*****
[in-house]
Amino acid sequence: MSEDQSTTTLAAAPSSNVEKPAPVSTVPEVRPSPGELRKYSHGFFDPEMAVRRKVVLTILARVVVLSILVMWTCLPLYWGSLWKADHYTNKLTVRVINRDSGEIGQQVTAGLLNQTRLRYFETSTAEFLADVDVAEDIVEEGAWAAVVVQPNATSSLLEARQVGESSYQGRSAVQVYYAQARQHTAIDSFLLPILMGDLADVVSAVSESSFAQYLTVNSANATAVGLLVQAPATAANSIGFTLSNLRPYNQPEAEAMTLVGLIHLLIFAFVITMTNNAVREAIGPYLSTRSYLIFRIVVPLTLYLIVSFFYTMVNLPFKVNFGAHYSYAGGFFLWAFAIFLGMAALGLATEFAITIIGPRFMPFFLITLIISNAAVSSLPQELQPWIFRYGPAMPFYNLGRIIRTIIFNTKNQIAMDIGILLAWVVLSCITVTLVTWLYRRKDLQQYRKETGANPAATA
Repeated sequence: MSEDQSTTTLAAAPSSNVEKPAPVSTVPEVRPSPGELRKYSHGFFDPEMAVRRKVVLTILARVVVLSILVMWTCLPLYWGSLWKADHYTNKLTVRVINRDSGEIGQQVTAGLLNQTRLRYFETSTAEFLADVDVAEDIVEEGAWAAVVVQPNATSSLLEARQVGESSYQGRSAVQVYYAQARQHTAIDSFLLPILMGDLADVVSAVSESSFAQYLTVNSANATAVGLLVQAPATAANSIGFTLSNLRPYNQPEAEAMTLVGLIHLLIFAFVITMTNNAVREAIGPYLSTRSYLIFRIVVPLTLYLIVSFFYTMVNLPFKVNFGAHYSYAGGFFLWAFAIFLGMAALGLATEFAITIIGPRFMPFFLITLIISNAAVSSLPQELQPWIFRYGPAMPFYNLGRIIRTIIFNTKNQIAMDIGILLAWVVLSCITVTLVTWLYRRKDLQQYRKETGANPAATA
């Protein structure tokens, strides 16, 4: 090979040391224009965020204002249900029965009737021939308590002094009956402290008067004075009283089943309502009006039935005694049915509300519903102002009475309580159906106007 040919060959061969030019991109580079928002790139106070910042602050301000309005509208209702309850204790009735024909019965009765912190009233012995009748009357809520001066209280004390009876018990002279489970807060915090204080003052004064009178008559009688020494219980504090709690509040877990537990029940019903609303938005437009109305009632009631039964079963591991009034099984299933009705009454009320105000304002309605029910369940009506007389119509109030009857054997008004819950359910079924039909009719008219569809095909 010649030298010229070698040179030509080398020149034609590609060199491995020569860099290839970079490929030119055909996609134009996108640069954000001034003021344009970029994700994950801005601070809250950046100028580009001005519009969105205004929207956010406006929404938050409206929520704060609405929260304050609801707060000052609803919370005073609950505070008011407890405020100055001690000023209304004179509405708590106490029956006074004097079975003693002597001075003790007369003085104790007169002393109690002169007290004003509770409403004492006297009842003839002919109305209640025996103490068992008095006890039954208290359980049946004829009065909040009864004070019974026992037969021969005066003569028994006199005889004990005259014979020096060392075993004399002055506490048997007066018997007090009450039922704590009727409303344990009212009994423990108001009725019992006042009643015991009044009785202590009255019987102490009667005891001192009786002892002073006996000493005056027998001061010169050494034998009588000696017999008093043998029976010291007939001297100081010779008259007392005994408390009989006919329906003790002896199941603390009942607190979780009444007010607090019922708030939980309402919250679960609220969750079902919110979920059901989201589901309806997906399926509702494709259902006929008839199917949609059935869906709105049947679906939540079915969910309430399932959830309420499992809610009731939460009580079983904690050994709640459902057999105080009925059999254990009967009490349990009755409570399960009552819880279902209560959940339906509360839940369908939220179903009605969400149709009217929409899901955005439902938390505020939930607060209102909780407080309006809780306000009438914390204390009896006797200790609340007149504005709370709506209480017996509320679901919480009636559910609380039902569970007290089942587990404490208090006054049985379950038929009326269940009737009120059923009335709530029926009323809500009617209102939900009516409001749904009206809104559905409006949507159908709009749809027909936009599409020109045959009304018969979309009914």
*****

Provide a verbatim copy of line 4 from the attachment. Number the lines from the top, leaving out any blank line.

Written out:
């Protein structure tokens, strides 16, 4: 090979040391224009965020204002249900029965009737021939308590002094009956402290008067004075009283089943309502009006039935005694049915509300519903102002009475309580159906106007 040919060959061969030019991109580079928002790139106070910042602050301000309005509208209702309850204790009735024909019965009765912190009233012995009748009357809520001066209280004390009876018990002279489970807060915090204080003052004064009178008559009688020494219980504090709690509040877990537990029940019903609303938005437009109305009632009631039964079963591991009034099984299933009705009454009320105000304002309605029910369940009506007389119509109030009857054997008004819950359910079924039909009719008219569809095909 010649030298010229070698040179030509080398020149034609590609060199491995020569860099290839970079490929030119055909996609134009996108640069954000001034003021344009970029994700994950801005601070809250950046100028580009001005519009969105205004929207956010406006929404938050409206929520704060609405929260304050609801707060000052609803919370005073609950505070008011407890405020100055001690000023209304004179509405708590106490029956006074004097079975003693002597001075003790007369003085104790007169002393109690002169007290004003509770409403004492006297009842003839002919109305209640025996103490068992008095006890039954208290359980049946004829009065909040009864004070019974026992037969021969005066003569028994006199005889004990005259014979020096060392075993004399002055506490048997007066018997007090009450039922704590009727409303344990009212009994423990108001009725019992006042009643015991009044009785202590009255019987102490009667005891001192009786002892002073006996000493005056027998001061010169050494034998009588000696017999008093043998029976010291007939001297100081010779008259007392005994408390009989006919329906003790002896199941603390009942607190979780009444007010607090019922708030939980309402919250679960609220969750079902919110979920059901989201589901309806997906399926509702494709259902006929008839199917949609059935869906709105049947679906939540079915969910309430399932959830309420499992809610009731939460009580079983904690050994709640459902057999105080009925059999254990009967009490349990009755409570399960009552819880279902209560959940339906509360839940369908939220179903009605969400149709009217929409899901955005439902938390505020939930607060209102909780407080309006809780306000009438914390204390009896006797200790609340007149504005709370709506209480017996509320679901919480009636559910609380039902569970007290089942587990404490208090006054049985379950038929009326269940009737009120059923009335709530029926009323809500009617209102939900009516409001749904009206809104559905409006949507159908709009749809027909936009599409020109045959009304018969979309009914």